Not only was it the first public reading of Fobbit, it was also one of the first public readings I ever gave in my career.  The only other time I publicly read my fiction was years ago as a graduate student at the University of Alaska in Fairbanks and all I can remember of that experience was a shaky voice and rivulets of sweat trickling down my back.  The reading at UMW was phenomenal.  The crowd was small but very appreciative.  I’d go back to Dillon for a reading in a heartbeat.

You’ve also had a few interviewing coups, notably Thomas McGuane, who sat in your kitchen while you pitched questions at him. What did you learn from talking to him?

Tom is a very gracious, down-to-earth individual, someone who makes you feel at ease from the first handshake.  He was kind enough to sit down with me at the start of his book tour for Driving on the Rim.  We talked for an hour or more and we had a wide-ranging conversation–everything from fly-tying to Don Quixote.  The thing I took away from him?  Never stop being a good, decent human being, no matter how many books you’ve published or awards you’ve put on your mantel.

Did you have an “aha!” moment that solidified your desire to become a writer? Where does the passion come from?

God, the answer to that is complicated and long-winded.  There have been so many “aha!” moments, I don’t know where to begin.  Okay, how about this?  My first moment as a writer was back in 1969.  I was in first grade and I had just published my first book, “The Lady and the Clock.”  It was a masterpiece of crayons and stapled paper.  I don’t remember the exact details, but I believe it involved a wealthy woman, an impoverished clockmaker and the tragedy of a broken spring.  I can still remember the satisfaction of making words which, when put together, told a story from Point A to Point B to Point C.  This was something I had cobbled together from sounds in my head!  Before I put crayon to paper, this story didn’t exist.  There’s a magic and mystery to that act of channeling stories onto the page, something I feel even today as I sit here typing.  Back in 1969 was the first time I felt the thrill of bringing something to life.  Years later, I would probably have said I felt a little like Frankenstein assembling his monster–making something from nothing.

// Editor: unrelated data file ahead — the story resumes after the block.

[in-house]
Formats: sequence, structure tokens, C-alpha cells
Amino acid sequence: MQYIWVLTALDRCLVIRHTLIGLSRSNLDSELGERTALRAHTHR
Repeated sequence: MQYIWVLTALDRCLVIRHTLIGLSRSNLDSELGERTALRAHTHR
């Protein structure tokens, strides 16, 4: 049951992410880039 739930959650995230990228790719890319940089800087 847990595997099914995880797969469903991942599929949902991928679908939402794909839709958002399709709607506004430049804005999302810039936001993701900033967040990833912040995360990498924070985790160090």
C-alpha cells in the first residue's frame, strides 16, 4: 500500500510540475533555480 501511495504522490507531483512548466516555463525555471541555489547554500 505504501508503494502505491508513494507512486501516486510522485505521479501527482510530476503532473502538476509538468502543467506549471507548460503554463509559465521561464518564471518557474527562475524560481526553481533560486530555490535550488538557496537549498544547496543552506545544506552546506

What up-and-coming writers should the rest of us be reading, in your estimation?

If you haven’t read Alan Heathcock’s short-story collection Volt, then your reading life is incomplete.  Do it!  Do it now!  It’s simply some of the best fiction–short or otherwise–I’ve read in a long, long time.  Other new-ish writers who have impressed me include Shann Ray (American Masculine), Cara Hoffman (So Much Pretty), Bruce Machart (The Wake of Forgiveness), Lindsay Hunter (Daddy’s), Andrew Krivak (The Sojourn), Siobhan Fallon (You Know When the Men are Gone), Justin Torres (We the Animals) and William Lychack (The Architect of Flowers).  And, even though she doesn’t need any more press, I’d have to recommend Tea Obreht for The Tiger’s Wife.  I’m also reading the much-hyped The Art of Fielding by Chad Harbach and am pleased to report that, so far, it’s living up to the buzz.  Among poets, everyone needs to read Brian Turner (Here, Bullet) who has produced some of the most important writing about the Iraq War–his poems burn inside you for months afterward.

A contrived question, but I don’t care: You’re going to be gone from home for a month and can pull only one author’s canon off the shelf and take it with you. Who’s it going to be and why?

Dickens for the endless delights.


A trip back in time, newspaper style

Earlier this week, my buddy and author/blogger David Abrams was kind enough to feature an essay by me on his blog, The Quivering Pen. It was a part of his ongoing series My First Time, in which authors share breakthrough moments in their writing lives.

It’s a testament to the popularity of this series that several months passed between my submission of the essay and its publication. Reading it again this week, I was struck by just how much has changed — and how much hasn’t — between my first front-page newspaper story at age 18 and my current career as a newspaper copy editor now, twenty-three years later.

Let’s start with the physical newspaper itself. Here’s a look at the front page of the Fort Worth (Texas) Star-Telegram from December 18th, 1988, the day my story appeared (the reason I have a copy: I’m fortunate enough to have a mother who thinks everything I’ve ever written is golden, and who catalogs it accordingly):